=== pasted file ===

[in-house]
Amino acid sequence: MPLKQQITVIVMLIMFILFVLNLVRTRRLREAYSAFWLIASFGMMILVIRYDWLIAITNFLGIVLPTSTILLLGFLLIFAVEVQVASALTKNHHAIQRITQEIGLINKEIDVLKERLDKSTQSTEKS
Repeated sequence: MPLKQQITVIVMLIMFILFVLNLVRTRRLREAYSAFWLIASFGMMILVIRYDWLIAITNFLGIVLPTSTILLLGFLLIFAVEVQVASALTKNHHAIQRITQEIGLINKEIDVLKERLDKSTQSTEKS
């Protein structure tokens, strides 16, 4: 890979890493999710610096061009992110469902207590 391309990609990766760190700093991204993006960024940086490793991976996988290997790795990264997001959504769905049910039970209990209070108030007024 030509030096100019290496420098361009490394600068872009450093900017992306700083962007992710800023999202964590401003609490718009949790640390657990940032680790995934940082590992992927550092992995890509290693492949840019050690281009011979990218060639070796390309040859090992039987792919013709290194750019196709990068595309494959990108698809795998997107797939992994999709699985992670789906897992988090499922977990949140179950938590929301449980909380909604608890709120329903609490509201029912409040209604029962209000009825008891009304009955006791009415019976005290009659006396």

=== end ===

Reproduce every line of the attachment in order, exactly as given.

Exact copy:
[in-house]
Amino acid sequence: MPLKQQITVIVMLIMFILFVLNLVRTRRLREAYSAFWLIASFGMMILVIRYDWLIAITNFLGIVLPTSTILLLGFLLIFAVEVQVASALTKNHHAIQRITQEIGLINKEIDVLKERLDKSTQSTEKS
Repeated sequence: MPLKQQITVIVMLIMFILFVLNLVRTRRLREAYSAFWLIASFGMMILVIRYDWLIAITNFLGIVLPTSTILLLGFLLIFAVEVQVASALTKNHHAIQRITQEIGLINKEIDVLKERLDKSTQSTEKS
């Protein structure tokens, strides 16, 4: 890979890493999710610096061009992110469902207590 391309990609990766760190700093991204993006960024940086490793991976996988290997790795990264997001959504769905049910039970209990209070108030007024 030509030096100019290496420098361009490394600068872009450093900017992306700083962007992710800023999202964590401003609490718009949790640390657990940032680790995934940082590992992927550092992995890509290693492949840019050690281009011979990218060639070796390309040859090992039987792919013709290194750019196709990068595309494959990108698809795998997107797939992994999709699985992670789906897992988090499922977990949140179950938590929301449980909380909604608890709120329903609490509201029912409040209604029962209000009825008891009304009955006791009415019976005290009659006396």